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3 Things Your Loved Ones Should Hear From You, NOW!

Patricia McMorrow | CaringBridge 04.12.17

Since Sona Mehring’s journey with CaringBridge began in 1997, our founder has come to believe that no one should be left wondering whether their life has mattered.

Driving home to the Twin Cities from Milwaukee after a recent visit with my son and daughter-in-law, I soaked up the pleasure of uninterrupted podcasts. One of my favorites was an interview with former Atlanta paramedic Kevin Hazzard about his book, “A Thousand Naked Strangers.” I lost track of the miles—and possibly the speedometer—hearing Kevin chronicle a decade of rescuing people from accident scenes, cardiac arrests, gunshot wounds and other medical emergencies.

3 Things Every Person Wants to Know

The stories were as riveting as you would imagine, but it wasn’t the relentless adrenaline that captured my imagination. It was the way Kevin talked about patients whose hands he held as they died. He said he had come to note three commonalities:

  • Those who were dying often expressed regret about something they had done, or not done.
  • In their final moments, many patients hoped they would be remembered.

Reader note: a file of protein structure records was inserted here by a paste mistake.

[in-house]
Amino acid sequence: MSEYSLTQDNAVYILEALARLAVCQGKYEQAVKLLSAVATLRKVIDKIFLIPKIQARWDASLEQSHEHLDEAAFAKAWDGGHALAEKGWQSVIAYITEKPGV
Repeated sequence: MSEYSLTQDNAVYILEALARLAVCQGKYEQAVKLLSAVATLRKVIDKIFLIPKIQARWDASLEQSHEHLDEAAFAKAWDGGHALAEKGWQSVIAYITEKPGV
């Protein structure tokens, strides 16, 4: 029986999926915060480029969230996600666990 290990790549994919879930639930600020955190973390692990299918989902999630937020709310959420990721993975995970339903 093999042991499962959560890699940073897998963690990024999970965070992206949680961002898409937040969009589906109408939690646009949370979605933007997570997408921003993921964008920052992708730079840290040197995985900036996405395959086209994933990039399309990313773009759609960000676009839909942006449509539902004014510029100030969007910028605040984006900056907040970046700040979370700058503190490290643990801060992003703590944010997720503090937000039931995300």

• As life faded, patients wanted to believe their lives had value.

Share Why You Value Their Life

This was a lightning rod for me. While the health journeys of patients and caregivers using CaringBridge typically extend longer than an ambulance ride— with many positive outcomes—Kevin’s words jolted me. What is more powerful than describing to a loved one the value their life has brought to yours?

The Gift of Time

I like to think that when my Mom’s life ended, in my home, with hospice care in place, she had been able to resolve those three themes. Over the course of two cancer struggles, we had the gift of time to tell Mom what she meant to us, and to hear from her about things she may have done differently if there had been a second chance.

The Time to Say You Care is NOW!

If only the gift of time and second chances were always in reach. No one should ever have to talk above a wailing siren to thank someone for teaching them how to bake bread or ride a bike. Or for being their moral compass. Or for saying “no,”

when “yes” would have been easier. But the only way to ensure you are not too late in telling someone the ways in which you will remember them is to do it now.

And When You Can’t Be There

I am grateful to people like paramedic Kevin Hazzard, as well as nurses, doctors and aides everywhere, for holding the hands of our loved ones when we can’t be with them. But my preference is for those dear to me to know, well in advance, how their lives have mattered to me.

Leave No Doubt They Will be Remembered

Having had the opportunity to tell my Mom she was one of the bravest, most accomplished, and most loving people I know—and that I would always tell stories about her—may be the best gift I ever gave her, or me. I encourage you to do the same, so that no one you love is left wondering whether they will be remembered.

Sona Mehring founded CaringBridge in 1997. She is also the author of the book “Hope Conquers All.”